# COLLECTION is the name of the collection we want to copy from in the admin database
export COLLECTION=words  
# NEWCOLLECTION is the name of the collection we want to create in the compose database
export NEWCOLLECTION=wordstoo  
# MONGOCREDENTIALS is the settings for user, password and authentication database 
# where that user can be found - note this should be a user in the admin database with
# sufficient privileges to access both collections in each database.
export MONGOCREDENTIALS="-u username -p password --authenticationDatabase admin"  
# SSLPARAMS enables SSL with no certificate verification - leave empty for no SSL
export SSLPARAMS="--ssl --sslAllowInvalidCertificates"  
# This command now exports from admin.$COLLECTION and writes it to compose.$NEWCOLLECTION
# It does not delete the original collection in admin
mongoexport $SSLPARAMS --host $MONGOHOST $MONGOCREDENTIALS --db admin --collection $COLLECTION | mongoimport $SSLPARAMS --host $MONGOHOST $MONGOCREDENTIALS --db compose --collection $NEWCOLLECTION  

All you need to do is pop in the correct host and port in MONGOHOST, name of the collection you want to copy from (COLLECTION), name of the new collection to be created (NEWCOLLECTION) and substitute in your administration user and password in MONGOCREDENTIALS. Then run the script

2017-12-11T12:10:51.846+0000    connected to:  
2017-12-11T12:10:51.985+0000    connected to:  
2017-12-11T12:10:52.074+0000    exported 3 records  
2017-12-11T12:10:52.765+0000    imported 3 documents  

If we now log in on the command line, we can see our new collection:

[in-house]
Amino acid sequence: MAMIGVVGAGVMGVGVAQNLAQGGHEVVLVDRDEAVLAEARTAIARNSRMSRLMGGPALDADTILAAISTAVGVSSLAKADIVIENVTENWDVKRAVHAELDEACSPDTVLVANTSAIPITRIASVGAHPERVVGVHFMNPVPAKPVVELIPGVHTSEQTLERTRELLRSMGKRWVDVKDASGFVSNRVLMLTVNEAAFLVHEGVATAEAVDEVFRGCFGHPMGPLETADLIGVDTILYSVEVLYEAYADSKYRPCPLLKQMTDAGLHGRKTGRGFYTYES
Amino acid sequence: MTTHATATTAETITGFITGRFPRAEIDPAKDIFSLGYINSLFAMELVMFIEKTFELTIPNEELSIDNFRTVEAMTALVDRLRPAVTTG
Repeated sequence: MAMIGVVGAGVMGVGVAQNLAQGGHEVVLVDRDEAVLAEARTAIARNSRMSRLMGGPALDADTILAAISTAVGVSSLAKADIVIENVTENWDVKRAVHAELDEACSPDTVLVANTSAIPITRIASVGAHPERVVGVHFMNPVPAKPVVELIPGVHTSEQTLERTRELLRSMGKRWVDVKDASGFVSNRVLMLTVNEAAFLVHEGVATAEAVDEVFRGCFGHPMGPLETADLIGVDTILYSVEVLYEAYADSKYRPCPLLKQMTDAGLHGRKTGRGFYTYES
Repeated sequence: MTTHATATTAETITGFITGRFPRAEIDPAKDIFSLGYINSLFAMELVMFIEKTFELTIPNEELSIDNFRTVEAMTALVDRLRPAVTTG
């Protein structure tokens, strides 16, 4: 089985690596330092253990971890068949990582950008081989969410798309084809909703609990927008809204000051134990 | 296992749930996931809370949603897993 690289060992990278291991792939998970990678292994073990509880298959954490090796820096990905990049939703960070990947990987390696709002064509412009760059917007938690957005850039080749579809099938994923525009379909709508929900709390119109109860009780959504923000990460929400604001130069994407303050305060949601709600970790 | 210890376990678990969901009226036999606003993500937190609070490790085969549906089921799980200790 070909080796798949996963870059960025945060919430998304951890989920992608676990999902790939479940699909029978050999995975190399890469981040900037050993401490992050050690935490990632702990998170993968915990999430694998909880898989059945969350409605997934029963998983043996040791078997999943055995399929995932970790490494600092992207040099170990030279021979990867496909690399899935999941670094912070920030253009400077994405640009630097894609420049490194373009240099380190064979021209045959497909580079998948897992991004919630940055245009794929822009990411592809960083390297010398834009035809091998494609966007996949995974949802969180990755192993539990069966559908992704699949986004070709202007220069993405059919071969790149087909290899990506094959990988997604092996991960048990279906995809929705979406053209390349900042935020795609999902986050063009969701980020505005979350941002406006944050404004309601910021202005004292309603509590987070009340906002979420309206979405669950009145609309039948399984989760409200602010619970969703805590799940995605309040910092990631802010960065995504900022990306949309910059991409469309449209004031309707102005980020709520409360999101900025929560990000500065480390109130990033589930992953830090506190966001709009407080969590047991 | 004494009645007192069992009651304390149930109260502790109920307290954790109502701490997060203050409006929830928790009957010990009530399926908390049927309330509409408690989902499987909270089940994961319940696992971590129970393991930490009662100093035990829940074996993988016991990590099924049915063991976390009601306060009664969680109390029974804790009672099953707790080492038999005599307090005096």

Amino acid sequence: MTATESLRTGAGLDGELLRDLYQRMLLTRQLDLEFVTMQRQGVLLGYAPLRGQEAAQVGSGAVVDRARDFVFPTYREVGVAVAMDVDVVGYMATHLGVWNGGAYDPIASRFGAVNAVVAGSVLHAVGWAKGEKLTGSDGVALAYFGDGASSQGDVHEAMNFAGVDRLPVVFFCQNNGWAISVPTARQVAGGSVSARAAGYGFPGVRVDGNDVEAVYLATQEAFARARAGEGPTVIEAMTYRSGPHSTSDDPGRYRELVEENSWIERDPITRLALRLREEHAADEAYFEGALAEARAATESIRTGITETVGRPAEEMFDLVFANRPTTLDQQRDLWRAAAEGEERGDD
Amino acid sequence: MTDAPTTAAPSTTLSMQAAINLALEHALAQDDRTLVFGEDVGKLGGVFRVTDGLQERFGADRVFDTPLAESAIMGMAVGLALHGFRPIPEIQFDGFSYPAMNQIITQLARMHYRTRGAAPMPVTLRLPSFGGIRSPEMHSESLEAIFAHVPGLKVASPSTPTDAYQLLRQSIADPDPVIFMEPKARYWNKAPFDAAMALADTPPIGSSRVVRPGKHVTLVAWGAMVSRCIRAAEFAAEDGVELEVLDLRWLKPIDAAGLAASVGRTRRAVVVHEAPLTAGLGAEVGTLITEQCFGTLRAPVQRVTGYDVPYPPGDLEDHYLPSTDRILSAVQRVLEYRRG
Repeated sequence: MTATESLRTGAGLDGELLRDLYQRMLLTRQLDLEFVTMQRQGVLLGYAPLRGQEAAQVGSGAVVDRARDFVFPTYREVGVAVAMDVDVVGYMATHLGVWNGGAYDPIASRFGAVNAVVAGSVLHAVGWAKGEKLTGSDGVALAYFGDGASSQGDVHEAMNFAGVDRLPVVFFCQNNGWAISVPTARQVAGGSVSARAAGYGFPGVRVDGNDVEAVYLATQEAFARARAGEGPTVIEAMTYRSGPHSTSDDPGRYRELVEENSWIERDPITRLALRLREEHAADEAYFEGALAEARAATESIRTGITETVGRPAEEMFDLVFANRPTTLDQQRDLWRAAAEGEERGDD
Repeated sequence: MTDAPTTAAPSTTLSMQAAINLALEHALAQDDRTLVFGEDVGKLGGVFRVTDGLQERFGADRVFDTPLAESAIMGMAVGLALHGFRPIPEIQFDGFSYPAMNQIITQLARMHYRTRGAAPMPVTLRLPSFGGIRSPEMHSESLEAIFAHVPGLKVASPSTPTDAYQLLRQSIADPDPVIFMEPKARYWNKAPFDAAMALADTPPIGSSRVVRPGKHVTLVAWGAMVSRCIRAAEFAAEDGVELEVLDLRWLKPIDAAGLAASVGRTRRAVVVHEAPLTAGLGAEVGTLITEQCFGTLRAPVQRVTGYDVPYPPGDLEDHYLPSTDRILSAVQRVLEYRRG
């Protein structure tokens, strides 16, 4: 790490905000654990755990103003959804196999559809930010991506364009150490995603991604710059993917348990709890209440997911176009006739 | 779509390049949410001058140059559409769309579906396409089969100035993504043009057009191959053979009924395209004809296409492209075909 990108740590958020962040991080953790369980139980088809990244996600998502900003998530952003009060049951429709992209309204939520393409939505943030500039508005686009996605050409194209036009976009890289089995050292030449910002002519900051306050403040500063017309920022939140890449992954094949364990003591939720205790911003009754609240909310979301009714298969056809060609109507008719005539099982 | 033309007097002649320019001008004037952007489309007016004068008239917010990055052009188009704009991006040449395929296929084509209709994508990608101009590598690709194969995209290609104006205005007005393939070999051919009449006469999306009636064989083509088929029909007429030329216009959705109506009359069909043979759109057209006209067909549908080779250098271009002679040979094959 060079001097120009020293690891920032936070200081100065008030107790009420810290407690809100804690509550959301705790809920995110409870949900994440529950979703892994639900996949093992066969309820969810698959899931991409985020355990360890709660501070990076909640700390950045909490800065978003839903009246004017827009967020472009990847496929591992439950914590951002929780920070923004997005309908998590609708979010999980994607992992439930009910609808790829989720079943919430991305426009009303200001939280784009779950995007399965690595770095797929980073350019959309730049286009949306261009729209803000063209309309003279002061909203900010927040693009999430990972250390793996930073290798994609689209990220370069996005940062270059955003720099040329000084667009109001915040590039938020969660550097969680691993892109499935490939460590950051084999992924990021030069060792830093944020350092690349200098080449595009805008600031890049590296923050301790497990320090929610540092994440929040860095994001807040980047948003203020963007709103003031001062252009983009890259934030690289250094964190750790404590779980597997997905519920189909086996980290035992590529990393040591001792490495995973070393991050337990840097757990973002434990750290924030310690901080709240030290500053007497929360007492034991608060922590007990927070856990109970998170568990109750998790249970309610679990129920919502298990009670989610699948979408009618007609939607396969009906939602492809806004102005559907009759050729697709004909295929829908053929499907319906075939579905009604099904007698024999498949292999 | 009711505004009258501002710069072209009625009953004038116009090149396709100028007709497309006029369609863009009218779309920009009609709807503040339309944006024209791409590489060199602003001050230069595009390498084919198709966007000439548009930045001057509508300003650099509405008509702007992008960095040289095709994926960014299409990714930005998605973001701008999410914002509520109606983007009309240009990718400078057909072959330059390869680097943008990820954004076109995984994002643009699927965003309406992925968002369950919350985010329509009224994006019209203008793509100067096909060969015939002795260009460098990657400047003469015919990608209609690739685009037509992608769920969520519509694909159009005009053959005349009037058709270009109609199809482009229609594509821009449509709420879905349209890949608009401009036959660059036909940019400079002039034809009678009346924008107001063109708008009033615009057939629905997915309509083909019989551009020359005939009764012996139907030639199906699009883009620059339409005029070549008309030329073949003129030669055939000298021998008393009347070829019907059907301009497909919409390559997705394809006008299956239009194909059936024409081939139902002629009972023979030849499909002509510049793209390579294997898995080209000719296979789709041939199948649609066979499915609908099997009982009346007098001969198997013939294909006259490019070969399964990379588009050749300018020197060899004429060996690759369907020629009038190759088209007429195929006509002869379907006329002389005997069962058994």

mongos> use compose  
switched to db compose  
mongos> db.getCollectionNames()  
[ "wordstoo" ]

And, after checking everything is fine, go back to the admin database and drop the old collection.

mongos> use admin  
switched to db admin  
mongos> db.words.drop()  

There will be a delay between this being done and the warning in the Compose console going away due to the way this check is performed. You'll have to wait up to an hour before the warning clears from the Compose UI and API.

Safety first

Once those collections have been dropped, do check back after a day or so to ensure none of your applications are still creating collections in the admin database. If they are, you'll need to correct their connection code and, for safety, explicitly use the drivers implementation of use databasename to address the right, non-admin database.

The important thing to take away from this process is that moving your collections out of the admin database means your data will be safe and in the right part of MongoDB. That also means your data is then being backed up correctly and performing optimally. Take note of the warning and act on it today to protect your data.

Read more articles about Compose databases - use our Curated Collections Guide for articles on each database type. If you have any feedback about this or any other Compose article, drop the Compose Articles team a line at We're happy to hear from you.

attribution Ash from Modern Afflatus

Dj Walker-Morgan
Dj Walker-Morgan was Compose's resident Content Curator, and has been both a developer and writer since Apples came in II flavors and Commodores had Pets. Love this article? Head over to Dj Walker-Morgan’s author page to keep reading.